- The Washington Times - Wednesday, March 14, 2001

The new U.N. refugee chief said yesterday he is asking Secretary of State Colin Powell for more U.S. aid for starving Afghans despite the destruction of ancient Buddhist statues last week.
Ruud Lubbers said he told Mr. Powell in an effort to obtain a green light from the U.S. government that the U.N. refugee agency intended to "be more active" in dealing with the extreme Islamic Taleban government in Afghanistan to combat a famine caused by drought.
"I informed him and my impression is he would not block it," said Mr. Lubbers, the former prime minister of the Netherlands who took over as U.N. high commissioner for refugees in January.
"It's very sensitive item here after the destruction of the statues and Osama bin Laden there is a grim atmosphere," he said. He referred to Afghanistan's recent destruction of ancient Buddha statues as well as to its sheltering suspected terrorist bin Laden, wanted by the United States for the bombing of U.S. embassies and other targets.
World opinion has been inflamed against the Taleban, which has ruled Afghanistan since 1995, for its decision this month to destroy all statues some of them dating back to the third century because Islam considers them as idols that must be destroyed.
UNHCR is anxious not to alienate the United States, which is the largest single contributor to its annual $900 million budget.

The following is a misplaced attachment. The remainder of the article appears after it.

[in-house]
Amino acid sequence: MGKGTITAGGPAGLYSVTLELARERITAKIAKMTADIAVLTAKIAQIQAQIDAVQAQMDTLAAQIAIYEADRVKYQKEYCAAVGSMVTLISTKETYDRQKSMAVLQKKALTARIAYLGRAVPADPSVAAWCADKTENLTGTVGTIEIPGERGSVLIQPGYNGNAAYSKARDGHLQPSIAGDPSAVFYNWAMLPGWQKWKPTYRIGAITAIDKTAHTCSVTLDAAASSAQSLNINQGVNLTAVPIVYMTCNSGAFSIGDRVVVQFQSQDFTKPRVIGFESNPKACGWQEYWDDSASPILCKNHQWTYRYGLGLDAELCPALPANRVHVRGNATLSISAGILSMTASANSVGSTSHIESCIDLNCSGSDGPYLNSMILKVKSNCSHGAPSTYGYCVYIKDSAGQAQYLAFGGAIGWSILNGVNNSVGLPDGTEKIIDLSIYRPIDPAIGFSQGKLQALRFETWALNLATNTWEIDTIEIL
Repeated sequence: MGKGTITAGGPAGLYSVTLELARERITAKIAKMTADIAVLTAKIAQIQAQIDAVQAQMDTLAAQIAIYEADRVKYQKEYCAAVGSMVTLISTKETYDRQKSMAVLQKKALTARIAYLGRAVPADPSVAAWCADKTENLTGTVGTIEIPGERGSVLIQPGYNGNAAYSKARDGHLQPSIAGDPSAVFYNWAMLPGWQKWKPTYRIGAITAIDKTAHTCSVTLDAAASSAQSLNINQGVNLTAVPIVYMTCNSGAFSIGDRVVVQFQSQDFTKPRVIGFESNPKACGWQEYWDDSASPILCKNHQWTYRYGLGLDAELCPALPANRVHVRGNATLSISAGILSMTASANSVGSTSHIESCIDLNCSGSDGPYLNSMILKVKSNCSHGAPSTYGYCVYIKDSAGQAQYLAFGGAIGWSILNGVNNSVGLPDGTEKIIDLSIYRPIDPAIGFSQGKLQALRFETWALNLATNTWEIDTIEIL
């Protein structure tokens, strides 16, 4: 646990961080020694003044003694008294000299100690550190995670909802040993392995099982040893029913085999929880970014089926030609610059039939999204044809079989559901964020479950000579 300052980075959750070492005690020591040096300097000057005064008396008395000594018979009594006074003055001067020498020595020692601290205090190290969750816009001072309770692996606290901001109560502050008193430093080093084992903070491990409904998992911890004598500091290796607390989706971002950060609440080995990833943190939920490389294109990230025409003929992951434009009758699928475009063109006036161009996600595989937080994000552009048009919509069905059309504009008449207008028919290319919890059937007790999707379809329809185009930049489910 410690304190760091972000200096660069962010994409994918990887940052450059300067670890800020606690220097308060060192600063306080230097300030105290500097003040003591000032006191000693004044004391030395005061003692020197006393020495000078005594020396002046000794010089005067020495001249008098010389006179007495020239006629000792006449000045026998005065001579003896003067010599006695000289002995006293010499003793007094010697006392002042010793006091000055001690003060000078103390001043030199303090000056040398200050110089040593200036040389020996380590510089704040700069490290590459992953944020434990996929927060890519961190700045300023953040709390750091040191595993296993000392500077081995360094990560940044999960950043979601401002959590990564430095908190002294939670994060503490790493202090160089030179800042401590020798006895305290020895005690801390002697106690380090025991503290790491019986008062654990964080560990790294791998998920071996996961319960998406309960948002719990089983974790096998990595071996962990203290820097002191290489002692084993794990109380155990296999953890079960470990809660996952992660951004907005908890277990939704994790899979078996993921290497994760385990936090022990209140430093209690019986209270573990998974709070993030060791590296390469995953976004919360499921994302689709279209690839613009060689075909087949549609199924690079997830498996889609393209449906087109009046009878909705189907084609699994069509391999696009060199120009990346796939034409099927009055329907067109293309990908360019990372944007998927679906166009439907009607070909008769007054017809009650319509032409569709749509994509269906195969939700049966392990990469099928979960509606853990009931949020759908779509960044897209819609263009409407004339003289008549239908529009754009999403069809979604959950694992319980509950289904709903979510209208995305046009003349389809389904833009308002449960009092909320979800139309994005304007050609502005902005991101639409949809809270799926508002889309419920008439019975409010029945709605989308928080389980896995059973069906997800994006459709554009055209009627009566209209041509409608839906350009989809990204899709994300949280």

Mr. Lubbers said that from 1 million to 1.5 million Afghans are at risk of death from famine due to the drought and some were being prevented by Pakistan from crossing the border in search of help.
Pakistan reasons that the Afghan civil war is over now that the Taleban has taken control over about 90 percent of the country. So those seeking entry are no longer viewed as refugees fleeing persecution, with international rights of protection, but as economic migrants.
Close to 100,000 Afghans have made it to the western city of Herat where many children have died in exposed camps lacking adequate shelter, bedding, food or water, reports said.
Mr. Lubbers said he was concerned lest the U.S. government resort to the "old model which says 'that is the enemy and we should not give them assistance.' "
However he said assessments have not yet determined how much aid is required to avert massive deaths in Afghanistan and to start a world appeal for those funds.
He also warned against turning Yugoslav and Serbian forces loose in the border zones adjacent to Kosovo, where massive ethnic expulsions of Albanians in 1999 were only reversed by a NATO bombing campaign.
And he said he refused to send refugee-aid workers back to camps in West Timor where three U.N. workers were killed by a mob of militants blaming the world community for East Timor's separation from Indonesia.
Mr. Lubbers said he expected little change in traditionally bipartisan U.S. backing for humanitarian aid through the UNHCR, which cares for 22 million refugees and millions of internally displaced persons.
"Mr. Powell did not signal any change in U.S. policy," he said at a meeting with reporters yesterday.
"I count on the generosity of the Republicans," he said, noting that he seeks each developed nation to contribute one dollar for each of its citizens.
The U.S. contribution of $240 million last year was about 80 cents per person. Scandinavian nations and Holland gave much more per capita but most European states gave much less than America.


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